I’m not unsympathetic to the arguments recently raised by Meg Wolitzer in The New York Times Book Review, and by my colleague Ruth Franklin, regarding the marginalization of “women’s fiction.” Yet both their pieces contained an irksome assumption: Female authors don’t want “women stuff” on their book covers. All that girly junk is just a means of marginalization. “Look at some of the jackets of novels by women,” Wolitzer writes:
Laundry hanging on a line. A little girl in a field of wildflowers. A pair of shoes on a beach. An empty swing on the porch of an old yellow house. Compare these with the typeface-only jacket of Chad Harbach’s novel, “The Art of Fielding,” or the jumbo lettering on “The Corrections.” Such covers, according to a book publicist I spoke to, tell the readers, “This book is an event.”
Franklin reiterates the point: “Big novels by men often have text-only covers, while novels by women tend to be illustrated by domestic images.”
Well, I wrote a book that depicted something even more egregious than “domestic images” on its cover—a bodice!—and I was more than happy with the design. Granted, my book is non-fiction—it tells the story of a nineteenth-century romance gone awry that resulted in a famous trial—but I like to think that it has some literary merit and that some of Wolitzer and Franklin’s cover-related arguments apply.
I had few thoughts on cover design when my British publisher pulled me aside in his London office and whispered conspiratorially, “What did you really think of the American cover?” The American version, which was printed a few months in advance of the U.K. edition, shows a Victorian-era woman perched on a cliff, overlooking a valley that is probably somewhere in Yosemite. She’s dwarfed by the landscape, but she still looks triumphant. It’s very American—very manifest destiny. It’s also very brown. Sepia would be the kinder term.
“Um, I liked it,” I told him. He looked at me skeptically. “I was thinking we might do something a little more exciting.” He waggled his eyebrows.
A few months later, a PDF of the British version arrived in my inbox. It featured an illustration of a man and a woman, from the neck down, their hands intertwined. The woman is wearing a flowing, satiny blue dress (tight in the torso, of course—remember the wagging eyebrows). The title is embossed in gold. Below my name, a ship chugs along, the watery horizon fading into the woman’s dress. Wolitzer, I think, would spot at least five denigrating cover-art clichés.
But I didn’t mind. I was happy that my editor altered the cover of my book, advertising it more transparently as a woman’s story. It opened doors for me, gaining me readers I probably would not have found otherwise. It struck me as smart marketing, if not a declaration of the major “event” that an all-text cover apparently spells. A work doesn’t depreciate when it’s placed in a certain genre. In some instances, I think, it can even be elevated. And ultimately, it stands or falls on the merits of what’s inside. Wolitzer talks about the confining effects that such cover art implies, but there’s an alternate effect as well, one that is basic and benign: It helps readers find what they might like. And in helping readers, it helps writers.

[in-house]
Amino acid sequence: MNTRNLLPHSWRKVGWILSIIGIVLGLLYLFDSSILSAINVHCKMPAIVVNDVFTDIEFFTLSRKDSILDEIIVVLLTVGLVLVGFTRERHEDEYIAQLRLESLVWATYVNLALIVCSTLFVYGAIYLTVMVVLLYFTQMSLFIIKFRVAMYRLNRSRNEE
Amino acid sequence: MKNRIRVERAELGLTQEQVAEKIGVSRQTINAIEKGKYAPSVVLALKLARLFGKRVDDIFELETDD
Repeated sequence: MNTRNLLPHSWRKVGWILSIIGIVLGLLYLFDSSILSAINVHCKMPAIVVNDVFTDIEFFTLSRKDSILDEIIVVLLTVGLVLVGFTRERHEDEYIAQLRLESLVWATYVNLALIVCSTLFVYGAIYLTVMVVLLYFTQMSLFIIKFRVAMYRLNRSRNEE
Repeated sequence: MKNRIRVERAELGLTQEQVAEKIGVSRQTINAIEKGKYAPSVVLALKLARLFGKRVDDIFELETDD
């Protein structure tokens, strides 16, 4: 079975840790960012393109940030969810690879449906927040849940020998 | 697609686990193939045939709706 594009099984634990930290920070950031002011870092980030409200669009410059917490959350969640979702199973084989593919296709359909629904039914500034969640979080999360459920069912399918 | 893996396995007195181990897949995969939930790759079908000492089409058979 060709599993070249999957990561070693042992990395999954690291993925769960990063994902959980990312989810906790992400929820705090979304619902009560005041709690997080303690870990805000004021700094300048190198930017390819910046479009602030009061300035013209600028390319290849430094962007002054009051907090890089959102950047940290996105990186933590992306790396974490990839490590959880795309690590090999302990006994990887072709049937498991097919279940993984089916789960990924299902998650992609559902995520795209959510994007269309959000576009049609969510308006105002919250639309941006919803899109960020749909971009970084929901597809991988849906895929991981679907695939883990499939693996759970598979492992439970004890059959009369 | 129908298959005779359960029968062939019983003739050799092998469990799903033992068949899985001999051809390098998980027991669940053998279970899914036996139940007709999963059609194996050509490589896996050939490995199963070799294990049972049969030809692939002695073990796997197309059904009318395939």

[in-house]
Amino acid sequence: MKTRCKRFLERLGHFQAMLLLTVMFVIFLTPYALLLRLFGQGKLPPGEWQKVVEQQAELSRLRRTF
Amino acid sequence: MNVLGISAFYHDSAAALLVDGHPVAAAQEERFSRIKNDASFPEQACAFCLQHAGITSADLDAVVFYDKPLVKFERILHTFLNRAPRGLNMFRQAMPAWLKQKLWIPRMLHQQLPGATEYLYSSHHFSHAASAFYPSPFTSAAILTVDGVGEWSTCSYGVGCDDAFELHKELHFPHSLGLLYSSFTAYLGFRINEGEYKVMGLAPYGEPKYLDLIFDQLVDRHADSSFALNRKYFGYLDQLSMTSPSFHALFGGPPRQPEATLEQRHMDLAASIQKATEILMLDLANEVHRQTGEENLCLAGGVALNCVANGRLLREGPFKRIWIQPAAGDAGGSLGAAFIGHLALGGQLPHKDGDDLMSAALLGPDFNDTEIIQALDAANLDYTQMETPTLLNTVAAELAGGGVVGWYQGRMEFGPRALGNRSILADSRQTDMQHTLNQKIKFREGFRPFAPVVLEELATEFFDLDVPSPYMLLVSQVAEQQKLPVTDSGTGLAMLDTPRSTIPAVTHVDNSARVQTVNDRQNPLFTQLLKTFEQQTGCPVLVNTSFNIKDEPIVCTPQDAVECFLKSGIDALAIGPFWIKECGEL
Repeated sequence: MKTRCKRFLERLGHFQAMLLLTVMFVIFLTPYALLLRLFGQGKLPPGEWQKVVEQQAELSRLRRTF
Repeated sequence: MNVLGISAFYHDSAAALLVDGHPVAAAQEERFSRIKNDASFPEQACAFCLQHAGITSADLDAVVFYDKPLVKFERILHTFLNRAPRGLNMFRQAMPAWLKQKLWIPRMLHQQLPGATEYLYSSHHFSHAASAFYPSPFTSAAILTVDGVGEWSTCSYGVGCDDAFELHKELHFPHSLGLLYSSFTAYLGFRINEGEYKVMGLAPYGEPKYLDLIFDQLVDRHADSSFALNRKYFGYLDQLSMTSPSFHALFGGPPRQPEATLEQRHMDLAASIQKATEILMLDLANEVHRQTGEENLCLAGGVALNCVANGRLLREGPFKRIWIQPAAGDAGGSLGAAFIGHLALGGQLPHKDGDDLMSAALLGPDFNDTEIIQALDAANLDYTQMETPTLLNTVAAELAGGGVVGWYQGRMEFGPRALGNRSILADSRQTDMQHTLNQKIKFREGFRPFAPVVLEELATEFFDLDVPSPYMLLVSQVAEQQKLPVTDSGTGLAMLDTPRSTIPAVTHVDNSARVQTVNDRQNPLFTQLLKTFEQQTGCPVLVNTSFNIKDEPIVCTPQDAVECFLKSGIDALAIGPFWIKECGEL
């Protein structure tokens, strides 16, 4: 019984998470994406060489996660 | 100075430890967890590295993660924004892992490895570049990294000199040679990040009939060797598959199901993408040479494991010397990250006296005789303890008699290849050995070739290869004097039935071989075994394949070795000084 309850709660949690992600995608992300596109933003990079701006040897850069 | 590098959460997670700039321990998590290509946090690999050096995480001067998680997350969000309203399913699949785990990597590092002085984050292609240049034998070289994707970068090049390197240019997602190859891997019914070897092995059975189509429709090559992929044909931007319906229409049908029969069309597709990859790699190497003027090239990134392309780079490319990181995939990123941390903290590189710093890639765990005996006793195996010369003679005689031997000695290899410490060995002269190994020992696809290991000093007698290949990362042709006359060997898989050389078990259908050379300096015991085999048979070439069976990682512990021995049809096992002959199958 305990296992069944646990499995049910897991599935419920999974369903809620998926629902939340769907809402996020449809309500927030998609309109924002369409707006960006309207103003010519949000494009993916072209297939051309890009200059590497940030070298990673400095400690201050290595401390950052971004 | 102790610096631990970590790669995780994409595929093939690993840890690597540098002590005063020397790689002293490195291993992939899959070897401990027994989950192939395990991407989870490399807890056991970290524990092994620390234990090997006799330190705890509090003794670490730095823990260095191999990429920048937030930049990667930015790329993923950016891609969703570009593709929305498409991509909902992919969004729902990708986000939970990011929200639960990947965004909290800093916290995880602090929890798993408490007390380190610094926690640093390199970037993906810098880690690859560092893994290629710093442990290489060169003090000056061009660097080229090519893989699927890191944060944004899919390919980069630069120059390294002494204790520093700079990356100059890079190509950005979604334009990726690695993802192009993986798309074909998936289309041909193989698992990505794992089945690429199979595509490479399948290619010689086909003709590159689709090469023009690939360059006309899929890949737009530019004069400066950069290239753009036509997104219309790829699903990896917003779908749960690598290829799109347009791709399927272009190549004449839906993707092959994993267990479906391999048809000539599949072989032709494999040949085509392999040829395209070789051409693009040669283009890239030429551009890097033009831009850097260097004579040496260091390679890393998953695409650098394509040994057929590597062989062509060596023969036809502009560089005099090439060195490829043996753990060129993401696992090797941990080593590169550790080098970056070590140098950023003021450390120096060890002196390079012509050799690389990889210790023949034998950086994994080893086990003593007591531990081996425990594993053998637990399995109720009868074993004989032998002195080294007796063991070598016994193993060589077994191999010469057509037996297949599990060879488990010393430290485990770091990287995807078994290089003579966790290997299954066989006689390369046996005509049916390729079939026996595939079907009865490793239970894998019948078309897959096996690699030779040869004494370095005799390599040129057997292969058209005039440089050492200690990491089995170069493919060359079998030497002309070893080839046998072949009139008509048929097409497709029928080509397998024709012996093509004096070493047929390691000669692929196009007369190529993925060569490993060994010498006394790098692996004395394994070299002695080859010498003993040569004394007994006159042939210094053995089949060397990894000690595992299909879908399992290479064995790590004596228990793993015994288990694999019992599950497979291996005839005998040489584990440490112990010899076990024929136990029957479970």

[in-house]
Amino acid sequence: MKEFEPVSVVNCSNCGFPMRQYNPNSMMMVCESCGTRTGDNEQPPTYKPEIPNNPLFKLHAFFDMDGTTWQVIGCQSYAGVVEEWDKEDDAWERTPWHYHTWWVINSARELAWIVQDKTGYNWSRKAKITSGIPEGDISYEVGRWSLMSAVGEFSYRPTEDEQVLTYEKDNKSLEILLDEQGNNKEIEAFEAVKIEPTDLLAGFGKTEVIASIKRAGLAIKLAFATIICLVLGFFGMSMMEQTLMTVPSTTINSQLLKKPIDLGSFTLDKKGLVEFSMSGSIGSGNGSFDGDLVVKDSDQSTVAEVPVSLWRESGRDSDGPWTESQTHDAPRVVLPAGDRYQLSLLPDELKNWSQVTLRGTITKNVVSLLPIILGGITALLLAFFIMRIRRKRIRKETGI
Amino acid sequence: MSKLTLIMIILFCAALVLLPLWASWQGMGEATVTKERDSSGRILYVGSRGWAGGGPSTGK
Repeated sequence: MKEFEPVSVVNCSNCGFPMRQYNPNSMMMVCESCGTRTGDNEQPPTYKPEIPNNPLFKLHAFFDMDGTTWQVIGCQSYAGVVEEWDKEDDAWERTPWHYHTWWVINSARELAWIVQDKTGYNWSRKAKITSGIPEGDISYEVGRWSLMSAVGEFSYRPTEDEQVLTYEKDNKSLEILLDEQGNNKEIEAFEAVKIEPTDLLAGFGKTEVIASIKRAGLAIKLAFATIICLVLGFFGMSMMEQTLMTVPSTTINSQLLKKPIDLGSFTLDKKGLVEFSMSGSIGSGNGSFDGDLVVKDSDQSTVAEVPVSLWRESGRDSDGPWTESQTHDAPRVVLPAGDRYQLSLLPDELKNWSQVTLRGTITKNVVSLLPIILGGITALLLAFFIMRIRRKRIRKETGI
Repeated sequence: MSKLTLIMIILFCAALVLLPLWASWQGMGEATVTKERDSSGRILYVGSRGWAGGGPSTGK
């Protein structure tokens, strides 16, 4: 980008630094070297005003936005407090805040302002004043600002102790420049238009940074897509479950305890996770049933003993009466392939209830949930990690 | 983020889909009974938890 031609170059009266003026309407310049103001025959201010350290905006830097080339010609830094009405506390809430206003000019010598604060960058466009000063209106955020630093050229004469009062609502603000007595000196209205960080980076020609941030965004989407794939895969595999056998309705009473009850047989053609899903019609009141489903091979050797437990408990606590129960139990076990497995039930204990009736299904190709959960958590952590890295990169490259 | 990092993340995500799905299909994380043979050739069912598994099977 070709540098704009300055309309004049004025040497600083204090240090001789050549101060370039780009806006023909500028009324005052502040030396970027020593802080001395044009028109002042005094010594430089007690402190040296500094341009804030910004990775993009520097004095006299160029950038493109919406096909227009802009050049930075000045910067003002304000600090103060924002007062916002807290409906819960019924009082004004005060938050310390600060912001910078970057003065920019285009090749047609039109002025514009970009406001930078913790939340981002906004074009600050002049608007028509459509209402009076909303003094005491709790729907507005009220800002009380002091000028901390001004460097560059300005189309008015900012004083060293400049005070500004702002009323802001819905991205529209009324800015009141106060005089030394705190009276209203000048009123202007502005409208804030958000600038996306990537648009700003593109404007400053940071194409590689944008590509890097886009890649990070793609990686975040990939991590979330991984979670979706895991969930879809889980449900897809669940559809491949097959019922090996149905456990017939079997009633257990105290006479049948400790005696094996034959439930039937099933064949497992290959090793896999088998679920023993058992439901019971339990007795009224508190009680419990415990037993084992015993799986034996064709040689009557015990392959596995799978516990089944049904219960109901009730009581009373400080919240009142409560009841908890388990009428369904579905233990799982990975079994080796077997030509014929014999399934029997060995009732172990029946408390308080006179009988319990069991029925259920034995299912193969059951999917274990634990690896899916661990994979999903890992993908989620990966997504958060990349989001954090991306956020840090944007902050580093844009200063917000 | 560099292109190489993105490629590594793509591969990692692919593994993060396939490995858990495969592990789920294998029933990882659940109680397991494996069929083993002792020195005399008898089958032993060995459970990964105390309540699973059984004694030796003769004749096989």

I recognize that Wolitzer and Franklin aren’t dismissing the idea of women’s literature entirely. They probably wouldn’t tell me that I’m wrong to welcome my placement in the genre. They object merely to the relegation that this ostensible separation through visual cues implies. But the substance of their distinctions strike me as arbitrary, and arbitrary rules don’t aid the effort to expose real inequality. Laundry, swings, sandals—bad; text—good. Where did that come from? Are women bound by their sandals along with their bras? Are both now fodder for the fire?
I applaud serious consideration of the statistics that outline the deplorable scarcity of women’s written work. Numbers are useful and important in the fight for sexual equality. The fact that there is much less serious written work by women out there in the world strikes me as important in a macro sense—the same way that it strikes me as extremely important that women are paid less, on average, than men, for the same work. I’m glad someone is keeping a tally on both these fronts. The proliferation of explanations based on impressions, anecdotes, and a few scattered examples pleases me less. (Wolitzer does admit that these distinctions are easily challenged).
On my desk I have the galley for a first novel by a young woman named Maggie Shipstead, who was recently nominated for a National Magazine Award and boasts a very impressive resume. (Full disclosure: Shipstead and I attended the same college at the same time.) There are no pictures, no patterns, just text. It must be a major event! Or not. I think I’ll read it before I make that call. You can only judge so much by a book’s cover.
Chloë Schama is a deputy editor at The New Republic. Follow her @ChloeSchama.